Uncle’s tension is plain. His back is straight and rigid. A joke. I can’t think of a joke to relax him. Will a compliment do it? “Thank you, Uncle, for the way you stopped Tayne from punching me back in the prison. He is quite impulsive.” I see a slight loosening of tension in Uncle’s back. “I’m still wondering how you worked the fence?”

Here they all three laugh. A joke, unintended by me. “Ant? Take the front?” Uncle says. He comes to walk beside me. “That fencing is made to a settler-invented recipe. We use it for doors and panels. Remember it?”

“Hemp fibres covered with sand and heated to make a kind of leathery paneling?”

“The fencing is made of long zig zag strips mounted horizontally, zigs matched to zags. Sometimes a visual barrier is all it needs to keep people in place.” 

“The Lotor-born? The fauns? You all? Kept there by a visual fence?” Seems all wrong to me.

“The Lotor-born are programmed to gather in such a place when they tire of life on Lotor’s outside. The poor fauns could not be saved. The old one refused it on all their behalf.”

I feel slightly better about the fauns. 

Mongoose, carrying a tall load, walks toward the front of our little cavalcade. “Remember that they kept the really dangerous prisoners in the cells,” he says in the passing. He grins. Ant, as laden as Mongoose, slows enough that Uncle and I pass him. Ant is busy organising rice balls, each in its own cloth.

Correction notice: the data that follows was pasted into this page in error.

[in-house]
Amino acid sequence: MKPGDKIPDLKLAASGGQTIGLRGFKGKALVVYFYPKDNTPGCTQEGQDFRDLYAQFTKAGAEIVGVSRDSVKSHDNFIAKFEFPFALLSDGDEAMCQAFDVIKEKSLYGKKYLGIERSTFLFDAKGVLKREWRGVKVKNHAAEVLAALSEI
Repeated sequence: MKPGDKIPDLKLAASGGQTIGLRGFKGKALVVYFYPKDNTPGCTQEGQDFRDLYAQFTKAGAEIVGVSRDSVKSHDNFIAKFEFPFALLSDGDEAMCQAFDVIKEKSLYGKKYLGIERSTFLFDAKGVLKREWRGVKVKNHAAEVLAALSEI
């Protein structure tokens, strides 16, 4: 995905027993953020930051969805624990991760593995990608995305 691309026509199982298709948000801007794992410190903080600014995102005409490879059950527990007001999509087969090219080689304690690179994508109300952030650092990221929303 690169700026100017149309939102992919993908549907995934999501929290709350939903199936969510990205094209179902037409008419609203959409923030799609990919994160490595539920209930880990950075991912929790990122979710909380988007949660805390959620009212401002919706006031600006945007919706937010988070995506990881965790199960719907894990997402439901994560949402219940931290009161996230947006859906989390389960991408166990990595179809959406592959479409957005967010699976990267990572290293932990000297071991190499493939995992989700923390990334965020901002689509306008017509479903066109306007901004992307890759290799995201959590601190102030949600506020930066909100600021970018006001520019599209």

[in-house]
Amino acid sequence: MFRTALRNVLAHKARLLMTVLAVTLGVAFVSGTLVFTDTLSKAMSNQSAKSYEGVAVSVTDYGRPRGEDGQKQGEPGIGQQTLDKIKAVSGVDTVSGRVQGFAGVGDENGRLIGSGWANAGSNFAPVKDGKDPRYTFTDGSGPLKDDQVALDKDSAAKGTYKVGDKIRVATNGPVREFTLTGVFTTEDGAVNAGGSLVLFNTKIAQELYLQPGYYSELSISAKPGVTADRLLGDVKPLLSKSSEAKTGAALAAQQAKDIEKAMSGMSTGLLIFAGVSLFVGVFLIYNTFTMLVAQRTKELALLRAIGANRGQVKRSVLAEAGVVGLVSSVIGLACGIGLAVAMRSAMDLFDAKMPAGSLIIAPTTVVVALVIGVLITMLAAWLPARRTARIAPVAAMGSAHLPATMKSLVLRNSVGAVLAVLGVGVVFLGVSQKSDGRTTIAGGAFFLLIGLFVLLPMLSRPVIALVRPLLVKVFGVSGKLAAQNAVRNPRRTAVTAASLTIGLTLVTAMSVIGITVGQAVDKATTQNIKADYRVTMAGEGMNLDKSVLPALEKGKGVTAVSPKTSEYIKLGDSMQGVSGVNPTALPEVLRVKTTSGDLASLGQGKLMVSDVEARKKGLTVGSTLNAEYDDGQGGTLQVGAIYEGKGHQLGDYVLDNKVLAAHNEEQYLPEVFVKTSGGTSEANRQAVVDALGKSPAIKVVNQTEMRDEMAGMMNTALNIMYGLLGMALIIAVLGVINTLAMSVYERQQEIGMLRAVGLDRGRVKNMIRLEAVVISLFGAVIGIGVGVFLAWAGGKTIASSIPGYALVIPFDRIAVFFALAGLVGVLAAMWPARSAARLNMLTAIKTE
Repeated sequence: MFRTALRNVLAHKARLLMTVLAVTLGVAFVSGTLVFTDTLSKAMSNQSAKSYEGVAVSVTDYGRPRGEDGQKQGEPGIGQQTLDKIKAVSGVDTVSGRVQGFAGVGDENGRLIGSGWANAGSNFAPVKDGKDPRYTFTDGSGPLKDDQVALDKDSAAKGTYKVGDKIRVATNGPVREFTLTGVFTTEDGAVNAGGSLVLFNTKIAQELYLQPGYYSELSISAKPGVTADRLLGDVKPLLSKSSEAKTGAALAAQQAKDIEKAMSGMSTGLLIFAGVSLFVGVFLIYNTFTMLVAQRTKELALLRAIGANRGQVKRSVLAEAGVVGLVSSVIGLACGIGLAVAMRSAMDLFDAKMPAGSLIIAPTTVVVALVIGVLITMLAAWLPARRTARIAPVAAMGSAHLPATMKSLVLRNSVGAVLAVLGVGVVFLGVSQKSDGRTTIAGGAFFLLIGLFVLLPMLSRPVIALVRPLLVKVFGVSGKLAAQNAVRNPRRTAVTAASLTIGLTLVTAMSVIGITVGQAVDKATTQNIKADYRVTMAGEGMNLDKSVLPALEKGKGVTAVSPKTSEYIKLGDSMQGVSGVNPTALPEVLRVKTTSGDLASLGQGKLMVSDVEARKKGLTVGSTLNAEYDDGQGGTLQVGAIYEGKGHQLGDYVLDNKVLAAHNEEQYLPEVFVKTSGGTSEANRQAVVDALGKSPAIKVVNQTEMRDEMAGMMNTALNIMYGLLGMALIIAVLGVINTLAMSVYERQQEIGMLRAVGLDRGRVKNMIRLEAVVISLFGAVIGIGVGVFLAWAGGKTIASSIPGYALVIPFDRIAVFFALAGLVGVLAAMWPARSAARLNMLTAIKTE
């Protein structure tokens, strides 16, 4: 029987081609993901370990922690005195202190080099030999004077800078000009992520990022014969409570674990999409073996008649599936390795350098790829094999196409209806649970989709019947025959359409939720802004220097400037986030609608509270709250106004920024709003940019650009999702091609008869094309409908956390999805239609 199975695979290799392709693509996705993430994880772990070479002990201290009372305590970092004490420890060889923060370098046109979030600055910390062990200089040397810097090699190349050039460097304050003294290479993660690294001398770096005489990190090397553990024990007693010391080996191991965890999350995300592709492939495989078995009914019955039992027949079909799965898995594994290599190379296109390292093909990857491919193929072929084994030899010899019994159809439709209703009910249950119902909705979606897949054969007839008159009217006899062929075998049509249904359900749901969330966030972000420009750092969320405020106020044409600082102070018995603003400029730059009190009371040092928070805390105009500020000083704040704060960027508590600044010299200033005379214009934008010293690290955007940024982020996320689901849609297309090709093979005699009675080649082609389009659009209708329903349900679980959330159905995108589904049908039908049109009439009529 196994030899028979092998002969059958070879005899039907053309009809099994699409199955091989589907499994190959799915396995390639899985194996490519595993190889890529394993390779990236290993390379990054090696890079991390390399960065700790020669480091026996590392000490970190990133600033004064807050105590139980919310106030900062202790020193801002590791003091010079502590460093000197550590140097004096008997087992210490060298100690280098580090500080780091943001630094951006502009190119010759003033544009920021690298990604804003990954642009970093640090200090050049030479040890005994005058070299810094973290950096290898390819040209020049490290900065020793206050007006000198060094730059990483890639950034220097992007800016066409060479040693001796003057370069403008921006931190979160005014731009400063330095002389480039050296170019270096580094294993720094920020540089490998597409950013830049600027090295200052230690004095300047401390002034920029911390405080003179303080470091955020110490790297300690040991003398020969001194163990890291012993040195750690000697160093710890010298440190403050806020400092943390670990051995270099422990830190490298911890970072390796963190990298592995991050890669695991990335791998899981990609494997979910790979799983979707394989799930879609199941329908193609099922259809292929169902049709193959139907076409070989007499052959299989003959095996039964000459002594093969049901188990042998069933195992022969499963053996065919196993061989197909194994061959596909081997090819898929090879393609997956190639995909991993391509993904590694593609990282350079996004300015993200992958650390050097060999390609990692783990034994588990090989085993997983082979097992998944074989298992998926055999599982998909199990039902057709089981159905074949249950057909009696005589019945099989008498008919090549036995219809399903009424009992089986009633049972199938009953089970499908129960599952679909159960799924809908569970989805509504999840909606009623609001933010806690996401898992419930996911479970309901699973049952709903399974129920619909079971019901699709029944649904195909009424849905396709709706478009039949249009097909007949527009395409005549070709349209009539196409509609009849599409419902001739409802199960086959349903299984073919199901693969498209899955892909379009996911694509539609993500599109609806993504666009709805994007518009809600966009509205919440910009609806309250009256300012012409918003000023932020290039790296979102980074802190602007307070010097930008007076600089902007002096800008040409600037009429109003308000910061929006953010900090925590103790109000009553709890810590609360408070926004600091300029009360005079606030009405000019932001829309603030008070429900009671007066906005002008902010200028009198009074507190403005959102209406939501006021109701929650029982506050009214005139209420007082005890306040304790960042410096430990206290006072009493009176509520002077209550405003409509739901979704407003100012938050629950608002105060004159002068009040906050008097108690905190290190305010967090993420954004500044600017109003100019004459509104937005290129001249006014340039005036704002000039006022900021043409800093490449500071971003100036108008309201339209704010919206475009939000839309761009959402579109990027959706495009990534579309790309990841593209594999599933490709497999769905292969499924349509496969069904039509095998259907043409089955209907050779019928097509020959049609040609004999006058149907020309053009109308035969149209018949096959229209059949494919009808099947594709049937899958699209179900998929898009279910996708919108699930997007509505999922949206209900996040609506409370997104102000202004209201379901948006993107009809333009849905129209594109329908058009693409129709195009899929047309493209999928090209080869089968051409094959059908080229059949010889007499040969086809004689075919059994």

“But you all?” I say. “On your way to the salt-mines?”

Uncle sets his jaws in that way he had when I was a child. Looks to me like I am still a little girl to him. He doesn’t explain, or say anything. 

Ant comes alongside me. “We came to fetch you, Shaman Jeb,” he says, giving me a rice ball. “We slipped away from the guards in bunches. We two, Mongoose and I, stayed to help Uncle rescue you. But you rescued yourself and I am over the moon with admiration.” Walking beside me, he unfolds the cloth in my hand until it resembles a flower. “These rice balls have a centre with ginger and soy.”  
Yum. My stomach rumbles. I accept the change of topic though I desperately want to know why they would rescue a half-trained Shaman, when eighteen or more fully trained Shamans reside in freedom in the various schools around the country? 

After I pick out and eat every last grain, I fold the cloth and store it in my pocket. Mongoose walks backward, pointing a gadget at the sun and reading something from the other end of it. 

“What are you doing?” I’m looking for distractions. My feet hurt.